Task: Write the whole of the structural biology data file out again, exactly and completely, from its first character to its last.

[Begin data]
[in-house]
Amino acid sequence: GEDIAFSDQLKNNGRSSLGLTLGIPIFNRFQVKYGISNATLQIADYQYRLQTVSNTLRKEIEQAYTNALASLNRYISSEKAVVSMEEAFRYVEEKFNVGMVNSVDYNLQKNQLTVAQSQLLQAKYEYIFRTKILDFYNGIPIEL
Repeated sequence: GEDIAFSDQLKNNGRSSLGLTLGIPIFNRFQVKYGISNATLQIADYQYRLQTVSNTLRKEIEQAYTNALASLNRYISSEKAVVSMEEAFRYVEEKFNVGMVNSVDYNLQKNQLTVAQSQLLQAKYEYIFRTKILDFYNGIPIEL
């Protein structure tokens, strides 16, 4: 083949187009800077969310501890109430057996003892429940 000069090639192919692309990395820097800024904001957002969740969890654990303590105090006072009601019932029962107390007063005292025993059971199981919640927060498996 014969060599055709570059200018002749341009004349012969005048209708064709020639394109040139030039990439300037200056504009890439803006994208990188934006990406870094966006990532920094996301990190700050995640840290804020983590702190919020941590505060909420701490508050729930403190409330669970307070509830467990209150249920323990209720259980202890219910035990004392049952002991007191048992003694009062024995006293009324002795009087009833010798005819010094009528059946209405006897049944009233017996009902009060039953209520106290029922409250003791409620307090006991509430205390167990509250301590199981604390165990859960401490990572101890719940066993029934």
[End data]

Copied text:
[in-house]
Amino acid sequence: GEDIAFSDQLKNNGRSSLGLTLGIPIFNRFQVKYGISNATLQIADYQYRLQTVSNTLRKEIEQAYTNALASLNRYISSEKAVVSMEEAFRYVEEKFNVGMVNSVDYNLQKNQLTVAQSQLLQAKYEYIFRTKILDFYNGIPIEL
Repeated sequence: GEDIAFSDQLKNNGRSSLGLTLGIPIFNRFQVKYGISNATLQIADYQYRLQTVSNTLRKEIEQAYTNALASLNRYISSEKAVVSMEEAFRYVEEKFNVGMVNSVDYNLQKNQLTVAQSQLLQAKYEYIFRTKILDFYNGIPIEL
């Protein structure tokens, strides 16, 4: 083949187009800077969310501890109430057996003892429940 000069090639192919692309990395820097800024904001957002969740969890654990303590105090006072009601019932029962107390007063005292025993059971199981919640927060498996 014969060599055709570059200018002749341009004349012969005048209708064709020639394109040139030039990439300037200056504009890439803006994208990188934006990406870094966006990532920094996301990190700050995640840290804020983590702190919020941590505060909420701490508050729930403190409330669970307070509830467990209150249920323990209720259980202890219910035990004392049952002991007191048992003694009062024995006293009324002795009087009833010798005819010094009528059946209405006897049944009233017996009902009060039953209520106290029922409250003791409620307090006991509430205390167990509250301590199981604390165990859960401490990572101890719940066993029934």